Some days you walk along the beach, and the tide keeps a respectful distance, also known as low tide. Under normal conditions, Rio Manzanillo is a narrow river that flows down the mountain into the sea. It is easily crossable at about ankle to shin deep. The upside of crossing the Rio, it increases the distance of our daily walk.
Conditions change at a rapid rate with the tide. The other day we crossed the Rio, which was calf-deep for this short person. Then the tide changed, raising the river knee-high for our son, but cheek high for this shorty.
Although riding a quad on the beach is technically illegal, people do it anyway. It is fun and at times a great short cut for the locals. After a good storm, Rio Manzanillo doubles or triples in width and crossing it is for the foolhardy. And yet, a stuck quad or motorbike with its frustrated rider is not an uncommon sight.
It is amazing how storms can quickly alter the beach terrain. Walking the beach at high tide means walking in water, dodging the waves.
“Never turn your back on the tide,” is a caution often voiced but goes unheeded until one strong wave will make a person regret turning a deaf ear to such advice. Do not get in front of logs because the tide has the power to pull them into the water. Recently, a wave-swept log broke a young woman’s leg, trapping her until someone rescued her.
We touched upon the rough road conditions in previous columns. If you want to tighten your core muscles, the roads offer an unexpected free workout. As you hit each bump, suck in your stomach and relax the rest of your body. Proper execution of this maneuver is harder than you might think, especially the relaxing part.
Now, imagine driving downhill on a steep, bumpy road, and a speed demon peels around a curve, leaving you no place to go. You hope to miss the gaping hole on the edge of the road and avoid a swift downhill tumble. All part of the adventures in Paradise.
Remembering the names of native plants, birds, and animals can be a challenge. If you get the name wrong, people will notice. For example, the Plain Chachalaca is around 21 inches long and resembles a cross between a guinea hen and a peahen. Unless you repeat the name several times to embed it in your mental data banks, you may end up giving the birds a different name.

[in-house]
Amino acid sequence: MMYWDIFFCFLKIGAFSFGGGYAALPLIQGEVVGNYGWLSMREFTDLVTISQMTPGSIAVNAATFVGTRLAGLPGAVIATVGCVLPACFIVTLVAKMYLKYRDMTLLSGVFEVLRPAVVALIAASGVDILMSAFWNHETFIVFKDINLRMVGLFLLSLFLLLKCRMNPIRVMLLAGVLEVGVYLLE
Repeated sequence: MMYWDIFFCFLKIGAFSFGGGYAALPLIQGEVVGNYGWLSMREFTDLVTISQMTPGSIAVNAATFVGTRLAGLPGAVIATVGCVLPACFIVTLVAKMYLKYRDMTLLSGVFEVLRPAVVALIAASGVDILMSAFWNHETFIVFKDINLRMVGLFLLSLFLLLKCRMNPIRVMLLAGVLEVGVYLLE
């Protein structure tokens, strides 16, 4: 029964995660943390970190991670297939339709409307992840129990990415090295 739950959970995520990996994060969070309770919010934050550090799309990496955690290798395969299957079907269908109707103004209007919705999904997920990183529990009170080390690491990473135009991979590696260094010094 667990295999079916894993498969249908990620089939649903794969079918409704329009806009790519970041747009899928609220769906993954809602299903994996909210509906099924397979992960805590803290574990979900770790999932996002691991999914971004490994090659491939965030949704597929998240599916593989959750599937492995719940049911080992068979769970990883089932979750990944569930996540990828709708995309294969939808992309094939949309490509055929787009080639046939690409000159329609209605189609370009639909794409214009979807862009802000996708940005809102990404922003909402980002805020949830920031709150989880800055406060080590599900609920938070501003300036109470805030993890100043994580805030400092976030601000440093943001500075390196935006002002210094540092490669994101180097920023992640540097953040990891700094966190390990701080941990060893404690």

Three birds landed in a nearby tree, and this writer wanted to show off her new-found knowledge. “Look! There are three Coca Caca birds,” she exclaimed as her daughter-in-law gave her a confused look, repeating “coca caca?”
“You know, the birds that resemble peahens,” the writer explained. “Chachalaca?” the gracious daughter-in-law asked before collapsing in a fit of laughter. This incident proves once again, this lady’s purpose on the planet is to entertain people at the expense of personal mortification.
It is said, “Southern ladies do not sweat, they glisten.” Since this writer put down her roots with Hubby in Texas, does she qualify to be a Southerner? It does not matter because the southern lady affectations do not apply to her. No drawl in her speech. No big hairdo on her head. No lollygagging at the country club for her.
Her upbringing was more European gentility rather than southern belle. But her life experiences, as well as the unmistakable stubborn streak she wields like a rapier, disqualifies her from that group as well. When you consider her goals in Costa Rica, she is a self-made glitch.
For example, she judges the effectiveness of her daily power walks on the beach by the amount of sweat rolling off her body. If her shirt is merely damp, she steps up the pace to achieve her desired glistening level.
Daily surfing is almost a given in Paradise, but so are the unglamorous chores waiting for you as well.